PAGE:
Walter Cronkite, Dan Rather, Diane Sawyer, Lesley Stahl and Charles Kuralt are among the giants who have been the public faces of broadcast news over the past four decades. But just out of the public spotlight, whether in glittering world capitols or war-torn hellholes, there worked behind the scenes some legendary figures that were held in the highest esteem by their peers. On Friday Lane Venardos, one of the news industry's greatest producers and executives, died at his home in Hawaii.
Lane was a very special person who combined a fiercely competitive spirit, a strong commitment to professionalism and integrity with a wonderful effervescent personality. For nearly thirty years he personified what was great about CBS News.
Lane was an exceptional executive producer because he had a clear vision, he communicated effectively and he was always incredibly organized. "No detail too small" he would often say. His approach would earn him more than a dozen Emmy awards. As an executive producer and then vice president of CBS News his energetic leadership style won respect from all those who worked with him.
Lane was born in post-war Alton, Illinois, just across the Mississippi River from St. Louis. He was a product of America's heartland. He started in radio news and had a booming radio voice. "Tall tower full power!" he would frequently blurt out even years after jumping to television. That transition would take place in Chicago in the early seventies where he served as assistant news director at WBBM-TV News. It wasn't long before CBS News recruited him.
In the late seventies, as a producer for The CBS Evening News with Walter Cronkite in Washington, he helped modernize television coverage of the White House. He applied organization and the latest technologies to presidential trip coverage around the world. He soon was promoted to senior producer. Sir Howard Stringer, now CEO of Sony and then the newly appointed CBS Evening News executive producer, brought him to New York to work with Dan Rather. When Howard was promoted to the CBS News front office two years later Lane took over as executive producer of the broadcast.
For four years in the mid-eighties he served as the executive producer of the CBS Evening News with Dan Rather, and he was proud to point out the broadcast was number one in the ratings during his entire tenure. "The CBS Evening News brings people together every day even for only a brief period of time." he once said. "That carries a special responsibility."
In the late eighties Lane took on the role of vice president of special events coverage. He was the executive producer of 48 Hours on Crack Street, the premier broadcast of that series. Lane led CBS News' presidential election specials, campaign coverage and dozens of specials on major news stories. He led the CBS News operations in Beijing, China, for its highly acclaimed coverage of the student uprising at Tiananmen Square. He was also executive producer of such CBS News specials as Remember Pearl Harbor, Eye on the Earth, and William S. Paley: Tribute to a Broadcasting Giant.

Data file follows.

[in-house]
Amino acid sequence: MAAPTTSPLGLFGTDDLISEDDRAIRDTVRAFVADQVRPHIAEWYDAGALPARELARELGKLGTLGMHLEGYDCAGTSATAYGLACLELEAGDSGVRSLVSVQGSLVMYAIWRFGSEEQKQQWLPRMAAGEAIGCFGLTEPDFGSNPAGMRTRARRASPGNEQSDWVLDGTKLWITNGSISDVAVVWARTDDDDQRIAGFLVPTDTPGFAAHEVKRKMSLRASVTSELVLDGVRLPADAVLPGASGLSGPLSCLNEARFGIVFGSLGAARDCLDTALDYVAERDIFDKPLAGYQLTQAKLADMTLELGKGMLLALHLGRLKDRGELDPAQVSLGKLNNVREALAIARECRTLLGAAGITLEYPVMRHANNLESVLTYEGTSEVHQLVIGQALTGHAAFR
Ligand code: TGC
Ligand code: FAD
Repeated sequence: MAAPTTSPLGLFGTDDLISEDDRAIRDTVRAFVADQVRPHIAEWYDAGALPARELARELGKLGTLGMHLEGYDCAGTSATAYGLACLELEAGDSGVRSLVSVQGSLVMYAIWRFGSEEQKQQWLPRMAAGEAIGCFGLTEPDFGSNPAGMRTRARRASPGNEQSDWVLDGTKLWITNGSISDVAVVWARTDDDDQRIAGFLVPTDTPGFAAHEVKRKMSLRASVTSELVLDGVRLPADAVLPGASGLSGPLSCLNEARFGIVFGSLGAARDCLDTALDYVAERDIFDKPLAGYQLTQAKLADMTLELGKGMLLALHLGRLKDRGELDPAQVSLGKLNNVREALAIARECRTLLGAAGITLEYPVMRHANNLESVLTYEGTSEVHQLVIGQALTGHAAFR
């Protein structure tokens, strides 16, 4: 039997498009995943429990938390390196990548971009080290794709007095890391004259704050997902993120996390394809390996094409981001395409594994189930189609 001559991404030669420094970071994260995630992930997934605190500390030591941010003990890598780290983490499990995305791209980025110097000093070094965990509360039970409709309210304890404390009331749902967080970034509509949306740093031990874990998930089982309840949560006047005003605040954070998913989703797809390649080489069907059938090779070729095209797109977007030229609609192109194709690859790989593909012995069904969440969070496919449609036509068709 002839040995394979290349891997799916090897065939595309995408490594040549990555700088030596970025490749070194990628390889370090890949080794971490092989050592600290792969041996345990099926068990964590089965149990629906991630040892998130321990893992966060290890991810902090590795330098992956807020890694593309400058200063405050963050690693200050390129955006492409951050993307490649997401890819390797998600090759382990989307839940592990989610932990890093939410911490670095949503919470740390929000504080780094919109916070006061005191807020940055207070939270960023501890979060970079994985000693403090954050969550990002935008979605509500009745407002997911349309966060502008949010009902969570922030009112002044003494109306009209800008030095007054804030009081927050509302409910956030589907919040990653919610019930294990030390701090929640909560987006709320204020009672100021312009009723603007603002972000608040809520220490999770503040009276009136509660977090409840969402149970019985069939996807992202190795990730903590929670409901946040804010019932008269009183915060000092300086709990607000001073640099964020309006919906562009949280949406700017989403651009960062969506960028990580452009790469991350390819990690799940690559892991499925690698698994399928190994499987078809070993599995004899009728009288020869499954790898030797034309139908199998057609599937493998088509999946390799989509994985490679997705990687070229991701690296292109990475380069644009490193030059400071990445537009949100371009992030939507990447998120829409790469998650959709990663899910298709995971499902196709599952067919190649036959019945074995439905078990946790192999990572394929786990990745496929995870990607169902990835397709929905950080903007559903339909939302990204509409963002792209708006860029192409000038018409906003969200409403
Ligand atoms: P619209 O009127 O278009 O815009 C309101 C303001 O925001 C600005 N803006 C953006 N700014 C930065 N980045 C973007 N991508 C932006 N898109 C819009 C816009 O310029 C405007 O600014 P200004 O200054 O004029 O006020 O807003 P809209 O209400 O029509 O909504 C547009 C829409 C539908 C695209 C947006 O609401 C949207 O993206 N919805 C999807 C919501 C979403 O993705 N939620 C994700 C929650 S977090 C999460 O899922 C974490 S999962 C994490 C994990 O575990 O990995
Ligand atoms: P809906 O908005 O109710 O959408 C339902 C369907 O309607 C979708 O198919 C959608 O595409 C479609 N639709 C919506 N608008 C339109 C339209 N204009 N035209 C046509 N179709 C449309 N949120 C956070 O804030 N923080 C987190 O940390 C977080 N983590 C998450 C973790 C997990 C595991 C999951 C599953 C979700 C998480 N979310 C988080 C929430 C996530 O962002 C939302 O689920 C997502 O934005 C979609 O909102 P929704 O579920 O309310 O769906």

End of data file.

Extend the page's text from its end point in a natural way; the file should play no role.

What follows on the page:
In the early nineties he was promoted to vice president of hard news. There he ran all of CBS News day-to-day news coverage and worldwide bureaus. He was as outstanding an executive as he had been an executive producer.
He retired from CBS News in the late nineties but did not retire from television. His subsequent television credits included several Survivor series, The Apprentice, The Contender and The Biggest Loser.
Yet, for all these considerable accomplishments, friends and colleagues will best remember Lane’s extraordinary sense of humor and personality. "Let's get out there and scratch that surface!" he would often quip. Working with him, no matter how difficult the task, was always fun. His energy, his passion and his down to earth character were incredibly endearing. And he was deeply admired for his strong family commitment.
Lane Venardos was a great friend to thousands of broadcasters throughout the world. For them, Lane Venardos is a legend in television news.
A few LANE-isms
A greeting: "Good luck in your own personal career!"
Booming radio voice: "Tall tower, full power!...50 thousand watts, clear channel...broadcasting from the heart of the capital...the capital city's number ONE source for ne-uws...now the golden tones of (insert your name)."
Answering the phone: "Good morning. miracle productions."
Comment during a failed video feed: "It looked good leaving here, New York."
Inspring the troops: "Let's get out there and scratch that surface."
Killing a package: "Boom, boom, boom, boom, you're piece is dead."
Or: "On any other day your story would have been the lede!"
Setting expectations: "Never make the same mistake once."
On being human: "No good deed goes unpunished."
Hard work: "If it is worth doing, it is worth overdoing."
Organization: "No detail too small."
On television investigative reporting. "Your report should be like a rock skipping across the top of the water, never too deep as to slow down the story."
On praise: "You're only as good as your next piece."
Avoiding controvery: "Life is lonely in the middle."
The producer's apology when caught being sneaky: "I don't know how it happened, I am sorry, it will never happen again."
The producer's pledge: "You have my word as a producer!"